Teaching to a Test

Prompt: Many argue that most instructional design is merely “teaching to a test.” Whether it is K-12, higher education, or professional certification/continuing professional development, the debate concerns designing educational/training programs that focus on such an idea. The critique is that education programs should provide a broader and more in-depth learning exposure and experience than focusing on a narrow view sanctioned by some authority and their selected knowledge and learning outcomes. But, isn’t it a good idea that physicians, electricians, lawyers, mechanics, nutritionists, teachers, dentists, etc., are required to demonstrate ability and expertise in specific knowledge and skills?

DISCUSSION TOPIC: Instructional design develops educational programs that provide the instructor the tool to teach to a test/certification.

  • Is this statement factual or hype?

  • Is it ethical to teach to a test/certification?

  • Should we teach to a test/certification?


Whew.  Okay.  I have some pretty strong feelings when it comes to Instructional Design and testing - so this might just be a whammy of a post.  But - as always - I am 100% open to critique, feedback, and questions.

Taking the discussion topic at face value: Instructional design develops educational programs that provide the instructor the tool to teach to a test/certification.

Is this statement factual or hype?  Well - I'd change one word in that sentence and than I would wholeheartedly agree that is is "factual" (factual meaning a whole lot of people believe that it is true):
Instructional design develops educational training/schooling programs that provide the instructor the tool to teach to a test/certification.

There needs to be a distinction made between education and training/schooling - they are not the same thing.  Education is about creativity, innovation, inquiry, and reflection.  Training/schooling is about conformity, normatization (I know it's not "technically" a word) and standardization, measuring everything imaginable - even things that don't make any sense being measured, reductionism, efficiency, and procedural knowledge.

So, back to the first point.  Does instructional design develop training programs that provide an instructor with a tool to teach to a test/certification/some other "objective," normative, standardized, assessment?  Yes.

Is is ethical to teach to a test/certification?  That depends.

In the prompt, it is referenced that other professions such as engineering, medicine, and law include testing/certification procedures.  But - here again - we find ourselves asking the question: are we talking about schooling or education?

Is it ethical to develop content and test whether or not that content has been "mastered" (which is problematic in its own way)?  If the knowledge/content is rote information or procedural knowledge - then sure.  Test your heart out.

Real learning and true education cannot be subjected to testing and certification.

My surgeon could have aced his SATs, his med exams, and can name all of the bones and muscles of the body.  But that doesn't make him a good doctor.

If my lawyer can spout off dates and names of cases back to the 12th century - who cares?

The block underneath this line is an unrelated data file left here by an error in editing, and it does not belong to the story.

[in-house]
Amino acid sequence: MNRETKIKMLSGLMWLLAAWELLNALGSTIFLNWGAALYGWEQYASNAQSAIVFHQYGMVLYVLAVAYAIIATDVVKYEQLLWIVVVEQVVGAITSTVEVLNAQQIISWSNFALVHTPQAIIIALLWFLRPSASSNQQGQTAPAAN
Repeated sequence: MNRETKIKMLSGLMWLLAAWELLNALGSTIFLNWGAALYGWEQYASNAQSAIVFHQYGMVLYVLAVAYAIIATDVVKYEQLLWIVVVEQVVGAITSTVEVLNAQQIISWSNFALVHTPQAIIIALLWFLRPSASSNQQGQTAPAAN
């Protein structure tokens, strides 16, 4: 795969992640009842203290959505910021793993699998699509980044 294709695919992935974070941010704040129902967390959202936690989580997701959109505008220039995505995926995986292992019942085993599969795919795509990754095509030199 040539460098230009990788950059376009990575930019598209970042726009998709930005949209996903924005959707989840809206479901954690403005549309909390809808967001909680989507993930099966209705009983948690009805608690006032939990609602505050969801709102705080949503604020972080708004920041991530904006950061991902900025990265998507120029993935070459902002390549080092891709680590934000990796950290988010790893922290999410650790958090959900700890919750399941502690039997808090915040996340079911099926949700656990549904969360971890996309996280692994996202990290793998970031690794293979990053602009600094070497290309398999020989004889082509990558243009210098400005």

And those that attempt to test/certify learning (not rote or procedural) do so at their own peril.  Who has the right to determine what is the "right" way to think?  What about what is "wrong"?  Are these categories universal?  Do they stand the test of time?  Do they apply across nations and cultures and age-groups and sexual orientations?

Why do we need to test (what I've called here) real learning?

Should we teach to a test/certification?

Heck no.  There are just so many problems with the rationality and the logic of this thinking that it's almost too hard to know where to start!!

Take me as a Pre-Algebra teacher from a few years ago as a middle school teacher.  I help make the final exam for the course.  I know that there are geometry problems on there, and I - being the excellent teacher that I am - know that we are not going to have the time to really study the geometry concepts that are on the exam.  What do I do?  Do I forgo all other lessons and conversations to focus intensely on geometry?  What of the geometry?  Only the questions that are on the exam?  Who does that serve?  How is that helpful to the children?  What is that teaching the kids - implicitly and explicitly?

I think way to often and way to frequently take for granted the enormous assumptions that we walk around making every day.  Why do we need to give a test?  Why?  Let's say we have two adults who take the same exact exam in a biology class.  One makes a 55 and the other a 90.  What does this REALLY mean?  Is the first person not as intelligent as the second?  Who studied more?  Does it matter?  What does it mean to "know" 90% worth of a test?  Does that mean mastery of a domain?  Or just part of the domain?  Who decides?  Is that 90% static or is it dynamic?  Will those two same individuals receive the same scores 2 years later on those tests?  If yes - then what does that mean?  If not - then what does that mean?

We made up tests.  And we made up certification.  We made it all up.  And we actually have more say in the power we give to these two concepts that we let on most of the time.

Should you have to be certified to be a mechanic?  Sure!  Why not!  Does passing certification make a good mechanic?  Nope.

I would prefer that my dentist know what she's doing before she goes drilling on my teeth.  But I don't think she learned how to take care of me as a patient on a test.

--

Originally posted on September 23, 2010 per the requirements of EAC 539: Teaching in the Online Environment at NC State University in Raleigh, North Carolina.

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